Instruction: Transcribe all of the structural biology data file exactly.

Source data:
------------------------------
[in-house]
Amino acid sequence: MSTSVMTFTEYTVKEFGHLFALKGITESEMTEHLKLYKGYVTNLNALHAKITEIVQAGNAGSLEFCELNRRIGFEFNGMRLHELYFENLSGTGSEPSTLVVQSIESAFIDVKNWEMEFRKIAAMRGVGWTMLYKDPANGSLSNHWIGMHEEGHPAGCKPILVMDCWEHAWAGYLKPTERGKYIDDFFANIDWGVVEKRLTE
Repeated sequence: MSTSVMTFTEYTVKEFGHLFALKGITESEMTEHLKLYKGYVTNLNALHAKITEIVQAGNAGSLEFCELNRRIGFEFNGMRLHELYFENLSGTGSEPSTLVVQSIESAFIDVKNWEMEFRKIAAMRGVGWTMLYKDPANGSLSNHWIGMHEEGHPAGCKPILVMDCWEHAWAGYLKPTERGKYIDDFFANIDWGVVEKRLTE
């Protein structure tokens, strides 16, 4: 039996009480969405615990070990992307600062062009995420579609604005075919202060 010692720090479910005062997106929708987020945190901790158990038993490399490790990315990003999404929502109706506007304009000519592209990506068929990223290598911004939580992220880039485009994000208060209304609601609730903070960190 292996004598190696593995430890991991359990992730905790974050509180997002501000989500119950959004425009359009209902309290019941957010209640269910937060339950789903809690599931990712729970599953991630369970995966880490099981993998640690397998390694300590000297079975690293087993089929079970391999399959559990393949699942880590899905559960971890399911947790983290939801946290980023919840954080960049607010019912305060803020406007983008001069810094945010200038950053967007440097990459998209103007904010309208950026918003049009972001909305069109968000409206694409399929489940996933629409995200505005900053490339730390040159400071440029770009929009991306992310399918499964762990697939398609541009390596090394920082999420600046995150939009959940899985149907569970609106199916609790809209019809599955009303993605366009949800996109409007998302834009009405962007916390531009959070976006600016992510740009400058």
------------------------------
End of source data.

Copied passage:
[in-house]
Amino acid sequence: MSTSVMTFTEYTVKEFGHLFALKGITESEMTEHLKLYKGYVTNLNALHAKITEIVQAGNAGSLEFCELNRRIGFEFNGMRLHELYFENLSGTGSEPSTLVVQSIESAFIDVKNWEMEFRKIAAMRGVGWTMLYKDPANGSLSNHWIGMHEEGHPAGCKPILVMDCWEHAWAGYLKPTERGKYIDDFFANIDWGVVEKRLTE
Repeated sequence: MSTSVMTFTEYTVKEFGHLFALKGITESEMTEHLKLYKGYVTNLNALHAKITEIVQAGNAGSLEFCELNRRIGFEFNGMRLHELYFENLSGTGSEPSTLVVQSIESAFIDVKNWEMEFRKIAAMRGVGWTMLYKDPANGSLSNHWIGMHEEGHPAGCKPILVMDCWEHAWAGYLKPTERGKYIDDFFANIDWGVVEKRLTE
């Protein structure tokens, strides 16, 4: 039996009480969405615990070990992307600062062009995420579609604005075919202060 010692720090479910005062997106929708987020945190901790158990038993490399490790990315990003999404929502109706506007304009000519592209990506068929990223290598911004939580992220880039485009994000208060209304609601609730903070960190 292996004598190696593995430890991991359990992730905790974050509180997002501000989500119950959004425009359009209902309290019941957010209640269910937060339950789903809690599931990712729970599953991630369970995966880490099981993998640690397998390694300590000297079975690293087993089929079970391999399959559990393949699942880590899905559960971890399911947790983290939801946290980023919840954080960049607010019912305060803020406007983008001069810094945010200038950053967007440097990459998209103007904010309208950026918003049009972001909305069109968000409206694409399929489940996933629409995200505005900053490339730390040159400071440029770009929009991306992310399918499964762990697939398609541009390596090394920082999420600046995150939009959940899985149907569970609106199916609790809209019809599955009303993605366009949800996109409007998302834009009405962007916390531009959070976006600016992510740009400058």